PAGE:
Will New Yorks leaders watch as residents slowly abandon the state, taking their assets and income with them? One test: Will Gov. Cuomo pledge to build a new Tappan Zee Bridge -- before the old one decays beyond repair?
The Tappan Zee points up whats wrong with New York. The “Tap” connects Rockland and Westchester counties over the Hudson, just north of Gotham. We rely on it more than ever: Each year, 51 million cars, trucks, and buses cross it -- more than either the Lincoln or Holland tunnels. Yet the Tap is a disaster in slow motion (if were lucky).
Todays traffic far exceeds the Taps designed capacity; the resulting delays mean less time at at work or leisure -- harming our economic productivity and quality of life. Worse, without ceaseless repairs and a team of 80 permanent maintenance workers, the bridge could collapse.
And its inevitable, continued deterioration makes for a growing risk. If state officials ever feel theyre losing the battle against the Taps deterioration, theyd have to shut the bridge immediately, diverting traffic to clogged arteries to the south and costing, likely, tens of thousands of lost working hours.
Problem is, the bridge was built poorly in the first place. Back in the 50s, Gov. Tom Dewey wanted it done fast and cheap -- so his Thruway Authority cut engineering corners, making it vulnerable to deterioration.
Keeping the status quo is penny-wise and pound-foolish. The Thruway will spend $1 billion “fixing” the bridge this decade, twice as much as it spent last decade. Next decade, if we still have a bridge to repair, itll spend $2 billion (in todays dollars) -- and double that again in the next 10 years.
Eventually, state officials warn, “continuous maintenance of the Tappan Zee Bridge will be so disruptive and costly as to render the crossing obsolete.”
Building a new bridge now -- one with lanes for buses, and heavy enough to carry a rail line eventually -- would cost $9.3 billion, less than it would cost to repair the old one over the 35 years. (The full figure, with rail, is about $16 billion.)
Twelve years ago, then-Gov. George Pataki said, “We are looking at the possibility of completely replacing the Tappan Zee . . . because it is so old.” A columnist for the local Hudson Valley paper figured it would take at least three years; The New York Times gave it 10.
Yet now, three governors later, the Thruway is only in the early stages of its environmental review. Even if all goes well, the state doesnt expect to break ground on the bridge until 2015, meaning that Gov. Cuomo wouldnt be driving the first car over the bridge even in a second term.
Its tempting to blame the enviro rules. But the fact is that when New York wants to do something, it doesnt worry about the legal niceties. It took little more than a year to secure environmental approval to extend the No. 7 line to the Far West Side of Manhattan, a project that Mayor Bloomberg threw his political weight -- and the citys money -- behind.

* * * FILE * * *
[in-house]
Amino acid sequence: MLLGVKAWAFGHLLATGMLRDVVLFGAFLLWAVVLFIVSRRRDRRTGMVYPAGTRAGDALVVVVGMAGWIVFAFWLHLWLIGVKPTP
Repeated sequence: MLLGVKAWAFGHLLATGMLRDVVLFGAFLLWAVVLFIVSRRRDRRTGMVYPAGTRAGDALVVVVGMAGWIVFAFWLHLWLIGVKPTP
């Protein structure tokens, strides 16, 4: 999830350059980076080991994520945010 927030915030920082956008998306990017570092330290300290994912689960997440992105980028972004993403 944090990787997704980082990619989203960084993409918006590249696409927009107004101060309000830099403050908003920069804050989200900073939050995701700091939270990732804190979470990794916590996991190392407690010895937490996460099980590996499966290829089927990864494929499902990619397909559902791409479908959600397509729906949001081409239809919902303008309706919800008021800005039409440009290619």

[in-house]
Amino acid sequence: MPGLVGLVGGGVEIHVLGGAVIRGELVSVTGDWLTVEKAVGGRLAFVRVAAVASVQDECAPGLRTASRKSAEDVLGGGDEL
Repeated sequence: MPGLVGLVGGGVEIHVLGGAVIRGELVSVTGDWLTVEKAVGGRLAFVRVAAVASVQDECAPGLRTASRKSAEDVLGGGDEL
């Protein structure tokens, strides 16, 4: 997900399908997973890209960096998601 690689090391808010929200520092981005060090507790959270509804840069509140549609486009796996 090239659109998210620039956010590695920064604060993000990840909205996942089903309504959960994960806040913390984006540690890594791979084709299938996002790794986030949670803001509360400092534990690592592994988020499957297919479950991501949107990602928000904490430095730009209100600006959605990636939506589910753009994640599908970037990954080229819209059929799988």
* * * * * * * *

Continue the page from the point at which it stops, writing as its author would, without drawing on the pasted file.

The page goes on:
Cuomo could keep costs down, too, by insisting that private-sector construction unions, if they want these jobs, sign agreements that wring more work out of them -- changing rules that require two people to do the work that one person can safely do.
“Were broke” has been the excuse for a while. But New York can afford a new Tappan Zee -- were the fourth-richest state. Our tax burden is the nations third-highest. The state will spend $93 billion this year, not counting federal resources.
But New York spends this cash on other stuff. Of that $93 billion, $19.5 billion will go to schools, $17.3 billion for Medicaid and $6.2 billion for public-employee benefits. Transportation infrastructure will get $2.8 billion (for a total of $3.6 billion, with federal grants).
Cuomo should hammer this point home: Money that we spend on the past -- including pension and health benefits for people who still can retire in their 50s -- is money that we cant spend on the future.
And if Cuomo asked voters to hold him accountable for big progress on the Tappan Zee before two terms are up, hed demonstrate more leadership than his colleague across the Hudson.
Last year, New Jersey Gov. Chris Christie killed another important Hudson-crossing project, a rail tunnel to ease similarly clogged underground arteries, because he thought it was just too hard to keep costs and schedules under control.
Saying “no” to the infrastructure that helps us keep our future should not be an option.
Original Source: http://www.nypost.com/p/news/opinion/opedcolumnists/replace_the_tappan_zee_now_HssQL8m7j2REBwt3DxjeHN